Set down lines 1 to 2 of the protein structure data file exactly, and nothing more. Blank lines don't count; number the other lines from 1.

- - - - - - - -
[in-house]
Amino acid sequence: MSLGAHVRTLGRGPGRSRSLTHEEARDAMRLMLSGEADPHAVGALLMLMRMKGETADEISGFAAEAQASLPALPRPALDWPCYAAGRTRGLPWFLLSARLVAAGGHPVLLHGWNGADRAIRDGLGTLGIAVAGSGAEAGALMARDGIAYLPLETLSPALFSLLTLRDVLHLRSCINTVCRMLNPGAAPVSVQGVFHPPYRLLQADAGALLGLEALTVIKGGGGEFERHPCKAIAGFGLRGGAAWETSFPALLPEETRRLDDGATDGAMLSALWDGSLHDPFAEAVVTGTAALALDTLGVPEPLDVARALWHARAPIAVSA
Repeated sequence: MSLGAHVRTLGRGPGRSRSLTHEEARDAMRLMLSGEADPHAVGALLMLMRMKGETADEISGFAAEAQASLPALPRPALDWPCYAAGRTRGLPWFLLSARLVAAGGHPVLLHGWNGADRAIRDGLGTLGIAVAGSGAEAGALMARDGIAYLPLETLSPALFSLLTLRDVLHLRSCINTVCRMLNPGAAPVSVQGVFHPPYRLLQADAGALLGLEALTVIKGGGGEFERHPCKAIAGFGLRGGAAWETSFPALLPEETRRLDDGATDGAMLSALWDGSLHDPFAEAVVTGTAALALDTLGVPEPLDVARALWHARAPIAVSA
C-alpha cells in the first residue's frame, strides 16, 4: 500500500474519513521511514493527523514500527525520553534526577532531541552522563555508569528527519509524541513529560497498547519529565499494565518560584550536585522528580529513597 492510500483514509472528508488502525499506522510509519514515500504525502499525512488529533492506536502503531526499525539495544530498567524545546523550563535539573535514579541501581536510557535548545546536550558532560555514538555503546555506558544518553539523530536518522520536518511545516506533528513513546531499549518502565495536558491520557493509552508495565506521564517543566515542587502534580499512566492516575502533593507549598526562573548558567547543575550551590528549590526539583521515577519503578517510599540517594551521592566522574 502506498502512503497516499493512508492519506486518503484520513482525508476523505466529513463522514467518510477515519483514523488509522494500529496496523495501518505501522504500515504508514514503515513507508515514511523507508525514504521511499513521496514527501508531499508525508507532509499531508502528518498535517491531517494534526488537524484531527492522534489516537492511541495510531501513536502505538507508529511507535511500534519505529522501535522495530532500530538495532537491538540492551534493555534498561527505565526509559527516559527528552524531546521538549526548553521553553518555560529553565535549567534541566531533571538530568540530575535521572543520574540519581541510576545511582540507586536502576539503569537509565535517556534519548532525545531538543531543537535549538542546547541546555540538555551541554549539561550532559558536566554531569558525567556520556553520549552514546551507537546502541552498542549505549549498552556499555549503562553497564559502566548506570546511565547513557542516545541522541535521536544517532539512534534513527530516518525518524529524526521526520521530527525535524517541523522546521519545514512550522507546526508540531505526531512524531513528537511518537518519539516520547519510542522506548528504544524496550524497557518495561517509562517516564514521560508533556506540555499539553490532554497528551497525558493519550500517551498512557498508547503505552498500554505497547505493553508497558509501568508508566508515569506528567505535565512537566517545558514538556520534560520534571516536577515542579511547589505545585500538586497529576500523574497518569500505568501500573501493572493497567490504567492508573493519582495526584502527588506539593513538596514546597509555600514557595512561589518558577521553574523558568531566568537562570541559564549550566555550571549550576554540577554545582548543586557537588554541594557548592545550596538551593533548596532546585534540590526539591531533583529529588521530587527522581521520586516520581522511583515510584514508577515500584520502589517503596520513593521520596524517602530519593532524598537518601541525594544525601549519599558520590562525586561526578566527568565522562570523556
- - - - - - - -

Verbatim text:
[in-house]
Amino acid sequence: MSLGAHVRTLGRGPGRSRSLTHEEARDAMRLMLSGEADPHAVGALLMLMRMKGETADEISGFAAEAQASLPALPRPALDWPCYAAGRTRGLPWFLLSARLVAAGGHPVLLHGWNGADRAIRDGLGTLGIAVAGSGAEAGALMARDGIAYLPLETLSPALFSLLTLRDVLHLRSCINTVCRMLNPGAAPVSVQGVFHPPYRLLQADAGALLGLEALTVIKGGGGEFERHPCKAIAGFGLRGGAAWETSFPALLPEETRRLDDGATDGAMLSALWDGSLHDPFAEAVVTGTAALALDTLGVPEPLDVARALWHARAPIAVSA